If you’re not in Australia, this information may help:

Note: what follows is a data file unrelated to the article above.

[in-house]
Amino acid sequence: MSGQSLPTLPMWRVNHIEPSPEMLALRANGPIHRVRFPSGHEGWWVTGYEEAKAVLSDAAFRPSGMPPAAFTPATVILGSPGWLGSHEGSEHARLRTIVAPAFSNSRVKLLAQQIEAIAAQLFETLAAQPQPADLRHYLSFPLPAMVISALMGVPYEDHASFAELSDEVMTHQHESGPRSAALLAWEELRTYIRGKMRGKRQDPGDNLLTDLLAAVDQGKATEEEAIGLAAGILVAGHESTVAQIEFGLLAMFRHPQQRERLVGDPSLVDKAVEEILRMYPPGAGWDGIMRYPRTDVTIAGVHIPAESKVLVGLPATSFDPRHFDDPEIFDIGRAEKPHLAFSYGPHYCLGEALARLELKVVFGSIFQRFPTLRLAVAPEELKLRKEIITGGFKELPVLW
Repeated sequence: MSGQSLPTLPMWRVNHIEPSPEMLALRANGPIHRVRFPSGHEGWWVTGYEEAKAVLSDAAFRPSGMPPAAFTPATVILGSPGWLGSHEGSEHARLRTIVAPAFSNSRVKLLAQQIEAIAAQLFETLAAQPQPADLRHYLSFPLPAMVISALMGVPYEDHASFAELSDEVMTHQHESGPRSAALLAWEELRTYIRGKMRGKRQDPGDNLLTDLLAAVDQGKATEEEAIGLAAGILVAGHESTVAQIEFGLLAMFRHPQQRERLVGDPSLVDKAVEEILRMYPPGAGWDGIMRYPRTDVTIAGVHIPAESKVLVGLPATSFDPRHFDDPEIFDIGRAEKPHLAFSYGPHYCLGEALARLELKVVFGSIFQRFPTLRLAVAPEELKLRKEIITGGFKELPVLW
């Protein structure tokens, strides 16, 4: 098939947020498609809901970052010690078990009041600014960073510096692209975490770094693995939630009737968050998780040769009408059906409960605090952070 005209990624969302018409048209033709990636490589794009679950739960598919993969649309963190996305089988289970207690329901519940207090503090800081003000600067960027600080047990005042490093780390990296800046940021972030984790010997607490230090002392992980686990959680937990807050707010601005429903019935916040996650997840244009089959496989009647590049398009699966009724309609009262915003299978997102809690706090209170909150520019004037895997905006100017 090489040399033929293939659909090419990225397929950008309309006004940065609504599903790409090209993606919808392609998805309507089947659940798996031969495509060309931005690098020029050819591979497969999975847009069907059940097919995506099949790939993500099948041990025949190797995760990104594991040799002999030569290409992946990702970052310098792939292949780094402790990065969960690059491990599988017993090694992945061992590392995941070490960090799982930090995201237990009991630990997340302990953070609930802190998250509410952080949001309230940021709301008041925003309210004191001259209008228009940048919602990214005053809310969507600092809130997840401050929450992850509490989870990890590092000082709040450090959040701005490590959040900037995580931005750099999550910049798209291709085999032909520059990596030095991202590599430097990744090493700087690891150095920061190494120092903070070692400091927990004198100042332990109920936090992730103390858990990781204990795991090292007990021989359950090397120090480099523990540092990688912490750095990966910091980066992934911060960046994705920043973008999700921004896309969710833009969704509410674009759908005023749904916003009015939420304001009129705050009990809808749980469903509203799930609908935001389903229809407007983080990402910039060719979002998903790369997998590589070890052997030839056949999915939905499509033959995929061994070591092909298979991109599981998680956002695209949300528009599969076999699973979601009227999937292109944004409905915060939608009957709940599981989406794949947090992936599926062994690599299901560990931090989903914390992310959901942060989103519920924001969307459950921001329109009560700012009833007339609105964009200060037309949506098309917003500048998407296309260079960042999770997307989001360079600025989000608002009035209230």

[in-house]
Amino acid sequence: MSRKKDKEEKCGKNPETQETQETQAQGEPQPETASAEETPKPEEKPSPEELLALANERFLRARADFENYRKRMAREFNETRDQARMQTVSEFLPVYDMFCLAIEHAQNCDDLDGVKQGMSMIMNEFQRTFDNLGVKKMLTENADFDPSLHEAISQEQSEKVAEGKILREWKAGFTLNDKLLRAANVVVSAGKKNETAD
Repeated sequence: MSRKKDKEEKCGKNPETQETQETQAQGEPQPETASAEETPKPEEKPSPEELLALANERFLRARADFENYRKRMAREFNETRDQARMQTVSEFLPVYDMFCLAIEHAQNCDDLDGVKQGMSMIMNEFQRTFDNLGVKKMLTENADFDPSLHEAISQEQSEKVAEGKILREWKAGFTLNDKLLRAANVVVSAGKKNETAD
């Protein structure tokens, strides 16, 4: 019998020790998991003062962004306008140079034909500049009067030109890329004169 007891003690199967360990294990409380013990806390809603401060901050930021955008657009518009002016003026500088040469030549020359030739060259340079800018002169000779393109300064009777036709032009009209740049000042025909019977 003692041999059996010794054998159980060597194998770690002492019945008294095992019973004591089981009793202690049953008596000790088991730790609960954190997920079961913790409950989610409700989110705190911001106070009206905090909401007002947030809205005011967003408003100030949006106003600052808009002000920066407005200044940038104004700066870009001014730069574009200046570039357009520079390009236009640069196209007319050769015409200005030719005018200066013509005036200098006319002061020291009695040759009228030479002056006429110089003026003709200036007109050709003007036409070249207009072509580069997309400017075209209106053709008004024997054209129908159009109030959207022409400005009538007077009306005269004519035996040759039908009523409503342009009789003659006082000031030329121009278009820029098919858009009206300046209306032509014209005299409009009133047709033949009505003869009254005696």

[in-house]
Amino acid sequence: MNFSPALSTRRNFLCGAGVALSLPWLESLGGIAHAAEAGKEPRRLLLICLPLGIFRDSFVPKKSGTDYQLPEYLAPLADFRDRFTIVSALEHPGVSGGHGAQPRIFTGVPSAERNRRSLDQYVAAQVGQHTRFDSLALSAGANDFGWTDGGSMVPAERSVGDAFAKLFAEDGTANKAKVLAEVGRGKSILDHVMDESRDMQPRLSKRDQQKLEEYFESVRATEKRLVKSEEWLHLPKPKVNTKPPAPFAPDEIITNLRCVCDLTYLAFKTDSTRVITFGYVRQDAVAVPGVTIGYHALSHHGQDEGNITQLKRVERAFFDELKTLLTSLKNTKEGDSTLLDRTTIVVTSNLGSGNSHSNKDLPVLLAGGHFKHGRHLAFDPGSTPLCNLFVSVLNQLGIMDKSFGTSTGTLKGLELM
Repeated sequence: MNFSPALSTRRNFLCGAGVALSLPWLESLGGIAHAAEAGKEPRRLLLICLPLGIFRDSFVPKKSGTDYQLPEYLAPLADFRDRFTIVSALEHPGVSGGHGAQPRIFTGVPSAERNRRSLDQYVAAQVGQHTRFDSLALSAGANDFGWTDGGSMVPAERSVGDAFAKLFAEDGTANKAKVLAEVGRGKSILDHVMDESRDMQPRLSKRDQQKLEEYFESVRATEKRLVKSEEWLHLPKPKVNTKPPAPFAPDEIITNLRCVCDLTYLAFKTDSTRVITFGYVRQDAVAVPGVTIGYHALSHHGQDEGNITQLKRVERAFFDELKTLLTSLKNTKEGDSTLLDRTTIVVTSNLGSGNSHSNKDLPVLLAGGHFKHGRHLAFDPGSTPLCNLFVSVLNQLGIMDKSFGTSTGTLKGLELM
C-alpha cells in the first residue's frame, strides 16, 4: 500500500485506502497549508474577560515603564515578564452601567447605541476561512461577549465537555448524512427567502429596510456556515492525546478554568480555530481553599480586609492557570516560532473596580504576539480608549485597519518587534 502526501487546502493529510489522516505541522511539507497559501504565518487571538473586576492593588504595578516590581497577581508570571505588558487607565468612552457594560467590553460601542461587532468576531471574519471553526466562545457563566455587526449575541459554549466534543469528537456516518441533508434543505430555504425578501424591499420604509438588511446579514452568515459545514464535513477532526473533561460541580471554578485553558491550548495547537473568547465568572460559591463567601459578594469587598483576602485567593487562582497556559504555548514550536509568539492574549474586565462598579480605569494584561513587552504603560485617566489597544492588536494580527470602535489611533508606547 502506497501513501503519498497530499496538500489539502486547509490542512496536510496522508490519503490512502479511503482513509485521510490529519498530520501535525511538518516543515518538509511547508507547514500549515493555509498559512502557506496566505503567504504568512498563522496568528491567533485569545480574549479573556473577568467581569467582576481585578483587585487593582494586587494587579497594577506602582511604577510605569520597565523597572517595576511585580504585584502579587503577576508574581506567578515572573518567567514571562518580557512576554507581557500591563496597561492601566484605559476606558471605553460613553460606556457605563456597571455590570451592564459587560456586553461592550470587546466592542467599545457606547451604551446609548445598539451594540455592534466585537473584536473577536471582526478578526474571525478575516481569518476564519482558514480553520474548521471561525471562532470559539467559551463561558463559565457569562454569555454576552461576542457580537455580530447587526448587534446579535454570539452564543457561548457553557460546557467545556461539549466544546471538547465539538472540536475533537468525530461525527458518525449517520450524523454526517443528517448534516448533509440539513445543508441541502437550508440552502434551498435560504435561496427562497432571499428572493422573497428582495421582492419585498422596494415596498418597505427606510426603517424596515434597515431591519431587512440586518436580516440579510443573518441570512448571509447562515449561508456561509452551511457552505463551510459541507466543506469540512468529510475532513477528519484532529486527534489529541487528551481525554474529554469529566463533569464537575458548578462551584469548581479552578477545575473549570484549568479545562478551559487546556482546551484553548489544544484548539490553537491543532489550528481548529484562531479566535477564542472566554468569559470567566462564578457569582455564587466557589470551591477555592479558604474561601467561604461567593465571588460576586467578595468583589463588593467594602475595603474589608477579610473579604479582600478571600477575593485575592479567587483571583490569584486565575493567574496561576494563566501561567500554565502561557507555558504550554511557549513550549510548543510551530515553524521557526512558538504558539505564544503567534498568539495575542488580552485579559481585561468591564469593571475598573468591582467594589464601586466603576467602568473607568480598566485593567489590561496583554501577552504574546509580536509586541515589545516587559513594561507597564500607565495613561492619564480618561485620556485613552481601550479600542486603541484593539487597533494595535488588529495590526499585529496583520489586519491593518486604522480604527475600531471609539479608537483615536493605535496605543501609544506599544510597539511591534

Of course, death (which remains unlikely) is not the only long-term outcome to consider.  You may want to know how a termination could affect later pregnancies.  There are many studies on the effects of termination on later pregnancies, some showing no effects and others showing effects.  This page provides a good summary of the information we have about rates of miscarriage and termination of pregnancy.  A recent German study found that "the rate of pre-term births increases with the number of preceding abortions.  Similarly symptoms associated with prematurity are more common."  In this study the highest increased rate of pre-term birth, in women who'd had more than two previous abortions, was 1.31 x the normal rate.  But "the rate of small-for-gestational age newborns was not affected by preceding terminations of pregnancy".  Other studies, such as this US study, found an association between numbers of preceding terminations of pregnancy and the rate of small-for-gestational age newborns.  Time Magazine has a good article on the reliability of this study.  This study of the results of different studies in 2009 found women were 1.25-1.64 x more likely to have a pre-term birth after 1 or 2 or more induced abortions.  One Danish study on prematurity demonstrated the difficulty of interpreting results given that those who've had previous terminations may differ from those who haven't in factors such as age, number of previous pregnancies, diseases, gynaecological operations, medication, smoking habts and socioeconomic factors.  As with other possible statistical risks, if you're concerned about effects on later pregnancies, please discuss your own likely risks with your doctor.